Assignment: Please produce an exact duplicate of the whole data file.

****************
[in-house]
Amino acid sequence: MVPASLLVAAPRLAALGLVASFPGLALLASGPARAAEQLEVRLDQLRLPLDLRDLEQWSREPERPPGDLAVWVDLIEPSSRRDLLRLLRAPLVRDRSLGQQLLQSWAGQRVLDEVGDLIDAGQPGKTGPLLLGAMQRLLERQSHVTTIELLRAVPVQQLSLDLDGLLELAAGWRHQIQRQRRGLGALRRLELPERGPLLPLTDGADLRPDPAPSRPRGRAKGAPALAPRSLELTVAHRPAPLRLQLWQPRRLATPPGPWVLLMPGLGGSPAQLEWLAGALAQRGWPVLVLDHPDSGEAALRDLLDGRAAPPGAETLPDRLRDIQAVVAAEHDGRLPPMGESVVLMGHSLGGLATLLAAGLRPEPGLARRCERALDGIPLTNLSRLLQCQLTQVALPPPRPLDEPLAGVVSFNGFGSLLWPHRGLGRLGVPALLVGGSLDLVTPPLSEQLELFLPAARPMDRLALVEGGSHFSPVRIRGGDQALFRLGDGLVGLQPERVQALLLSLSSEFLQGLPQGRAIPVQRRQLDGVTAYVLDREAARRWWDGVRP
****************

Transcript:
[in-house]
Amino acid sequence: MVPASLLVAAPRLAALGLVASFPGLALLASGPARAAEQLEVRLDQLRLPLDLRDLEQWSREPERPPGDLAVWVDLIEPSSRRDLLRLLRAPLVRDRSLGQQLLQSWAGQRVLDEVGDLIDAGQPGKTGPLLLGAMQRLLERQSHVTTIELLRAVPVQQLSLDLDGLLELAAGWRHQIQRQRRGLGALRRLELPERGPLLPLTDGADLRPDPAPSRPRGRAKGAPALAPRSLELTVAHRPAPLRLQLWQPRRLATPPGPWVLLMPGLGGSPAQLEWLAGALAQRGWPVLVLDHPDSGEAALRDLLDGRAAPPGAETLPDRLRDIQAVVAAEHDGRLPPMGESVVLMGHSLGGLATLLAAGLRPEPGLARRCERALDGIPLTNLSRLLQCQLTQVALPPPRPLDEPLAGVVSFNGFGSLLWPHRGLGRLGVPALLVGGSLDLVTPPLSEQLELFLPAARPMDRLALVEGGSHFSPVRIRGGDQALFRLGDGLVGLQPERVQALLLSLSSEFLQGLPQGRAIPVQRRQLDGVTAYVLDREAARRWWDGVRP